May 07, 2024


128. Empathy and Connection: The Essence of Human-Centered Leadership in Healthcare

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Brendan Rogers
128. Empathy and Connection: The Essence of Human-Centered Leadership in Healthcare
Culture of Leadership
128. Empathy and Connection: The Essence of Human-Centered Leadership in Healthcare

May 07 2024 | 00:57:17


Show Notes

Listen in as we explore the essential facets of human-centered leadership in healthcare, inspired by the groundbreaking work of Dr. Bill Maples and his colleagues, Dr. Bridget Duffy and Dr. Ron Paulus. My journey in healthcare has been revolutionized by their insights into creating a culture that cherishes human connections, both within our teams and with patients. We unpack the profound impact of leading with empathy, presence, and vulnerability, and discuss the ripple effects of this leadership style on small and medium businesses, underlining the power of building trust and respect in every interaction.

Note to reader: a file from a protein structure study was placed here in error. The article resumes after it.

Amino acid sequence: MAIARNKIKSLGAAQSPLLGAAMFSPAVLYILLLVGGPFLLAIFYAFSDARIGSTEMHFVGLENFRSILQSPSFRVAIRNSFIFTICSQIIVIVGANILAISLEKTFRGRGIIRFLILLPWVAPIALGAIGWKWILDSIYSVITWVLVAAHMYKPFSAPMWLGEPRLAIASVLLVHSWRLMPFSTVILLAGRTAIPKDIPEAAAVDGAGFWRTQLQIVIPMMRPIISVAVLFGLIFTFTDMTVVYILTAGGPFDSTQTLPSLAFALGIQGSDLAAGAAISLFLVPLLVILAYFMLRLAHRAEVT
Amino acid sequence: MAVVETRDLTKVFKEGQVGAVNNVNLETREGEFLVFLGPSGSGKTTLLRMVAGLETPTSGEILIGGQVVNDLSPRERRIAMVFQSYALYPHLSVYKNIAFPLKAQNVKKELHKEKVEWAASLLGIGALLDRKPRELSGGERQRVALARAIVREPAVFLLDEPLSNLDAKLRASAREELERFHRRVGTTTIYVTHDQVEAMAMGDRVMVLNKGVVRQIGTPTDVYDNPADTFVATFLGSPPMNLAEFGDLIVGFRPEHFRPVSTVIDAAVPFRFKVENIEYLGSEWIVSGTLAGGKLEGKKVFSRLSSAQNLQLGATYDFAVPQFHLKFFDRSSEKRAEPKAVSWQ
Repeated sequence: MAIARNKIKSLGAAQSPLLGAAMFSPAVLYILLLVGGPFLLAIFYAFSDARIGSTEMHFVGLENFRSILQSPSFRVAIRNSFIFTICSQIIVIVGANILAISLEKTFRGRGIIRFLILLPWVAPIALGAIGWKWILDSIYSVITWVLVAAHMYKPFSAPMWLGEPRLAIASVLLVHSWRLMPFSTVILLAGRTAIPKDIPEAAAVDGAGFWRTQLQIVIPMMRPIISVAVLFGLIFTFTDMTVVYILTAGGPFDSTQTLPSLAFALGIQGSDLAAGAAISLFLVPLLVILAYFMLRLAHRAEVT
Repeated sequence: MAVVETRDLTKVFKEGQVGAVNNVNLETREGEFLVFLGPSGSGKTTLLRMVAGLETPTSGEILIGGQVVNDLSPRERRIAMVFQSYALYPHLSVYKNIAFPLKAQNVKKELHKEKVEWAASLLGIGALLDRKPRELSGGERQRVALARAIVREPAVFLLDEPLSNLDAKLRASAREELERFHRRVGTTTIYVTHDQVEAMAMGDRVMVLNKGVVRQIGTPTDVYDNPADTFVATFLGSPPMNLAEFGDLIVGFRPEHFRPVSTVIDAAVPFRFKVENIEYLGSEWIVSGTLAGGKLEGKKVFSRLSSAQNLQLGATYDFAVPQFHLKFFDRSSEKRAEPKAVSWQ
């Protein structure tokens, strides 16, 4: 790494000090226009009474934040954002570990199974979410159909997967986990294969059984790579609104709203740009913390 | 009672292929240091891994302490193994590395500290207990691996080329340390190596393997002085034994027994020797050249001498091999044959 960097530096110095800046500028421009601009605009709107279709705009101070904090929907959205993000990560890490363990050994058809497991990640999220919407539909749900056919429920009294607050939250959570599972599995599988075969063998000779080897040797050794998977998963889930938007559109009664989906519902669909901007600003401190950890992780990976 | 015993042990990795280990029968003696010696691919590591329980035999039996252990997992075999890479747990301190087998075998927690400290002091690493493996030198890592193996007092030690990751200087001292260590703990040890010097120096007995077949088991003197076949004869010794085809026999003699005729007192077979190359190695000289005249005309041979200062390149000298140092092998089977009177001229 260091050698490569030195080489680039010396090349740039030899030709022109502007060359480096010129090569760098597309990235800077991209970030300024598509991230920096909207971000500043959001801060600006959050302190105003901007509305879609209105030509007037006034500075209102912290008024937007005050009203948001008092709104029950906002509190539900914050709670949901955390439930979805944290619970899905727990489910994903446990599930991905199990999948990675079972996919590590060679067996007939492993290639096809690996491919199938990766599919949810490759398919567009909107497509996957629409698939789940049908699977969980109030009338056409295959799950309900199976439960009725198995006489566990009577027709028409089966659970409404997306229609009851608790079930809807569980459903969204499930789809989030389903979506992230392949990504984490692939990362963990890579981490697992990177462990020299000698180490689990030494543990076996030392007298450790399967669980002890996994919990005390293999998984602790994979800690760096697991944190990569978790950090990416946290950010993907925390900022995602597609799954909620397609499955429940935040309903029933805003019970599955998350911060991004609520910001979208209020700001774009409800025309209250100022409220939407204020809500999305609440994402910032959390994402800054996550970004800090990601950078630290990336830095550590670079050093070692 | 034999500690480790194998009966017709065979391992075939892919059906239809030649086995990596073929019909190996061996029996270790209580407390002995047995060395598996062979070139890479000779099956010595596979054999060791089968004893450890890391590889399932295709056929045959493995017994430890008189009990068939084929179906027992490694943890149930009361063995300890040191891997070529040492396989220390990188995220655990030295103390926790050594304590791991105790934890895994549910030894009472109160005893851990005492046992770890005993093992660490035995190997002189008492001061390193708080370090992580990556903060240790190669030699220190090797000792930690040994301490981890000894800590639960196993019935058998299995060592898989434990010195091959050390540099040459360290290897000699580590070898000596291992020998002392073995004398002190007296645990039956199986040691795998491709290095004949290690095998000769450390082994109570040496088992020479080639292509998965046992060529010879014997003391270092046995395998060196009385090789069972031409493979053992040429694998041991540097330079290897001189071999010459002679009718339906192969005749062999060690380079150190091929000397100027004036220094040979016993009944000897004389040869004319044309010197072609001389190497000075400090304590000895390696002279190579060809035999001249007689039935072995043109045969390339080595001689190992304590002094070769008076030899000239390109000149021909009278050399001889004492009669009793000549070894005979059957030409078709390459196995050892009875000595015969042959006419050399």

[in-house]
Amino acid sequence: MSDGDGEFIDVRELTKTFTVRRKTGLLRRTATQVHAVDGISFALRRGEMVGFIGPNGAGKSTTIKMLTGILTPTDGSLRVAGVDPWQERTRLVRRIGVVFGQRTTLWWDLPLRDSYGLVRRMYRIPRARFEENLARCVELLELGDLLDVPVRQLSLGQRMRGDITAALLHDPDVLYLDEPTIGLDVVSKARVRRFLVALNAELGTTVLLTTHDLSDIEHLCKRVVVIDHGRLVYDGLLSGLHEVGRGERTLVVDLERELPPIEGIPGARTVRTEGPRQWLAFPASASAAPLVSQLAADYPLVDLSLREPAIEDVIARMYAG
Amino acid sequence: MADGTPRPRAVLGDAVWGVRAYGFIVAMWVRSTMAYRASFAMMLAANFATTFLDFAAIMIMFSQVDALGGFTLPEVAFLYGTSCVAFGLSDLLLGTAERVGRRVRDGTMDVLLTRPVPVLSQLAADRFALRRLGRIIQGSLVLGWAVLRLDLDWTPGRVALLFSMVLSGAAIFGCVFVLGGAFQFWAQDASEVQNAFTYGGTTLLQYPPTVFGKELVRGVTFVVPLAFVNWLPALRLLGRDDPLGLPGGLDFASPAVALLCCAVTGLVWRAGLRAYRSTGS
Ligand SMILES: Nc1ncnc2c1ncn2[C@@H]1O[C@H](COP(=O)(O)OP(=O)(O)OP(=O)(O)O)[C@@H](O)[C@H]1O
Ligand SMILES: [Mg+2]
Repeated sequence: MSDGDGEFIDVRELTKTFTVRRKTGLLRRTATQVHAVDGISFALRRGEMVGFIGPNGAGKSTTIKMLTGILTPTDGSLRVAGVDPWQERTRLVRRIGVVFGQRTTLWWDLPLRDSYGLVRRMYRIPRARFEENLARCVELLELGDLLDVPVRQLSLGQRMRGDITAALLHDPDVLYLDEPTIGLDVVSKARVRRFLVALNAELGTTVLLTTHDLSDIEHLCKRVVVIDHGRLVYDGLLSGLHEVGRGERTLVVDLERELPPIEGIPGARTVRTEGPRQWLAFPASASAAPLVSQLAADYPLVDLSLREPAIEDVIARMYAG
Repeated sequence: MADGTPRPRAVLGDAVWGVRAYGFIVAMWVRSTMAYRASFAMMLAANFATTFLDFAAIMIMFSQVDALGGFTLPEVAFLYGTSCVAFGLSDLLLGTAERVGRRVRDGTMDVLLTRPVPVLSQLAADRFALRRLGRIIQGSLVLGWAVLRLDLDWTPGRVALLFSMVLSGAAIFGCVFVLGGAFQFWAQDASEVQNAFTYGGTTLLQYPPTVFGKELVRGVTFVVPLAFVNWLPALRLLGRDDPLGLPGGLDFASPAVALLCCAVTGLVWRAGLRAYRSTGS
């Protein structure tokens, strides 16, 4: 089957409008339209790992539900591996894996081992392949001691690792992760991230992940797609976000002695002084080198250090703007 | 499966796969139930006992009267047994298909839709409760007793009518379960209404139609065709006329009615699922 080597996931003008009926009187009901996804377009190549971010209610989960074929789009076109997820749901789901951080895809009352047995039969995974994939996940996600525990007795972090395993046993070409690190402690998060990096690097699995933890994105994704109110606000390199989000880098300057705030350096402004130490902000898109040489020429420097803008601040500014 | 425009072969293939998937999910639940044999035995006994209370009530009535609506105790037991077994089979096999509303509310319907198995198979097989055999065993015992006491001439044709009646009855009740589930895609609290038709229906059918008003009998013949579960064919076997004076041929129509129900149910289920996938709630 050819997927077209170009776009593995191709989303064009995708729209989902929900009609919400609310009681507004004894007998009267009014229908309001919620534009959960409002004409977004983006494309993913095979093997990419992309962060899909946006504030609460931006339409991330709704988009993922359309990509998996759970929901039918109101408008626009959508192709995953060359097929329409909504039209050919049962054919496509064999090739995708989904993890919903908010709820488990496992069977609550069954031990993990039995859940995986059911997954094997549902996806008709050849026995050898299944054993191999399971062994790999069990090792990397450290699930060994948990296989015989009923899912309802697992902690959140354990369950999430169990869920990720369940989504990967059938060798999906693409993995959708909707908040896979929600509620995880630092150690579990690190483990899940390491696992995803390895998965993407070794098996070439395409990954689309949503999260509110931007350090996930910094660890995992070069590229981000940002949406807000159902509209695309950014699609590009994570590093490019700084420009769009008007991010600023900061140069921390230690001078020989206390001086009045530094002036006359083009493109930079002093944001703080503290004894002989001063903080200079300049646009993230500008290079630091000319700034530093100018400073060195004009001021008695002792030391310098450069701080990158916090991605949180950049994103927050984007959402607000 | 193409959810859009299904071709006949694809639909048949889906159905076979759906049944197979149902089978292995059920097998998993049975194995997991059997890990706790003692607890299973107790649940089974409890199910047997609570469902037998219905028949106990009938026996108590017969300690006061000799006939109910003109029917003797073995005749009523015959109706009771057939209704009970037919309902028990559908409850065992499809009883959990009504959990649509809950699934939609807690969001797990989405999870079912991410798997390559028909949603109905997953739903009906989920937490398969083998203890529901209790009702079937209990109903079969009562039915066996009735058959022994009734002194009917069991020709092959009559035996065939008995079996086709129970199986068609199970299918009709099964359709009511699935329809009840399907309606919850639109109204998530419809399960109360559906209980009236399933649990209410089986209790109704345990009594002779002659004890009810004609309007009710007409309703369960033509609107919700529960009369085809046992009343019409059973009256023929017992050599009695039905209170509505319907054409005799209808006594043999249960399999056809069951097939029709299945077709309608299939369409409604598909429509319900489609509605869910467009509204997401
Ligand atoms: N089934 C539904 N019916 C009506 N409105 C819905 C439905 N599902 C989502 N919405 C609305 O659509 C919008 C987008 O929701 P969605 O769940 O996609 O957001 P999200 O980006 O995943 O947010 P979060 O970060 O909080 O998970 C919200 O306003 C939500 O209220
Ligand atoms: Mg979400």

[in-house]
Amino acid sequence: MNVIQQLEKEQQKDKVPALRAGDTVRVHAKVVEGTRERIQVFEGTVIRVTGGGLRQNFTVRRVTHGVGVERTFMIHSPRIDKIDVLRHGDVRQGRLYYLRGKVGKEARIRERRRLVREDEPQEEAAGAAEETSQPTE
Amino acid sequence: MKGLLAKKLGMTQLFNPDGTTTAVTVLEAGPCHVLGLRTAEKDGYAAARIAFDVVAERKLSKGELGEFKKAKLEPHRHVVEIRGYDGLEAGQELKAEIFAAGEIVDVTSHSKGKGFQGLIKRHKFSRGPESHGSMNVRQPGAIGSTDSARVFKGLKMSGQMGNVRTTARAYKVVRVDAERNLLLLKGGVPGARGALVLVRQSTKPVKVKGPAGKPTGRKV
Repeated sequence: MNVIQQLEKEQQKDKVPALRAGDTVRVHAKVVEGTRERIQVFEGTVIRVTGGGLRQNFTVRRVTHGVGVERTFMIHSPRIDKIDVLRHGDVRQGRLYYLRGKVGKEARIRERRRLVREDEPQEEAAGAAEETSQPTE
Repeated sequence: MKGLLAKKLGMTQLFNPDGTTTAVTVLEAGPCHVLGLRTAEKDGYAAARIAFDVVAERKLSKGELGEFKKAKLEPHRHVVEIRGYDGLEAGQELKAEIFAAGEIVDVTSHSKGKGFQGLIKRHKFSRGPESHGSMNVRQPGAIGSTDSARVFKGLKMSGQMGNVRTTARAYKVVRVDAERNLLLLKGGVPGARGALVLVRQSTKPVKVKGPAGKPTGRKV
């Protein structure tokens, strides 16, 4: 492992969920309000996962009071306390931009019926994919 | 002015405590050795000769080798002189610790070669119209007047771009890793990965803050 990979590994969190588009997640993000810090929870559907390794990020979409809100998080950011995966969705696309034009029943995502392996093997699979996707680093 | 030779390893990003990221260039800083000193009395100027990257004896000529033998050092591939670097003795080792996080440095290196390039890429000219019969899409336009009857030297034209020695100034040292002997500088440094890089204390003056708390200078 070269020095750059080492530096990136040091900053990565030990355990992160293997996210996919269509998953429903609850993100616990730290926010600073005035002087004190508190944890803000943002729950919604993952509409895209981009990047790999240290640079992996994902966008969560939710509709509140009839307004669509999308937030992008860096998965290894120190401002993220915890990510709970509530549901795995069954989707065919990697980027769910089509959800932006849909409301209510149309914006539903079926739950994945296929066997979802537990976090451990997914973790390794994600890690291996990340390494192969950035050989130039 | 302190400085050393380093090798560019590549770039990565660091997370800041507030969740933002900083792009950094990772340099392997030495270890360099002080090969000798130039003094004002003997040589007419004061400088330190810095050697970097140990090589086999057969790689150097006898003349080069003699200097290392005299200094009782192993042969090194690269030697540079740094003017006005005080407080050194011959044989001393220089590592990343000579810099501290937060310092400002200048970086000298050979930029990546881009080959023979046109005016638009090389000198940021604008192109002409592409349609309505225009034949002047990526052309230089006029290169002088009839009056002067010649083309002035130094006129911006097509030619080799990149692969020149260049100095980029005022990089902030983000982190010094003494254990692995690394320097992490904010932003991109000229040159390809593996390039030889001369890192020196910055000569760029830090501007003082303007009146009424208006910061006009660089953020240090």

This episode also zeroes in on the significance of being fully present in business settings. Apologizing for tardiness and giving someone your undivided attention can change the entire dynamic of a meeting. I share actionable strategies to help leaders foster an attentive and focused team environment, and the transformational effects of cultivating gratitude in the workplace. You’ll learn how these practices not only increase personal efficiency but also deepen the trust and connection you have with colleagues, shifting workplace dynamics from the brink of burnout to a state of thriving.

Wrapping up, our conversation with Jennifer delves into the blend of technical acumen and human-centered leadership. She sheds light on the development of a people operating system that champions character, competence, and connection. We also discuss the shift from traditional feedback methods to a forward-looking approach that capitalizes on individual strengths, and how these methods can be applied to enhance both leader and patient experiences. Join us as we reflect on the joy of leadership that comes from seeing others succeed and the anticipation of Jennifer’s contributions to the field.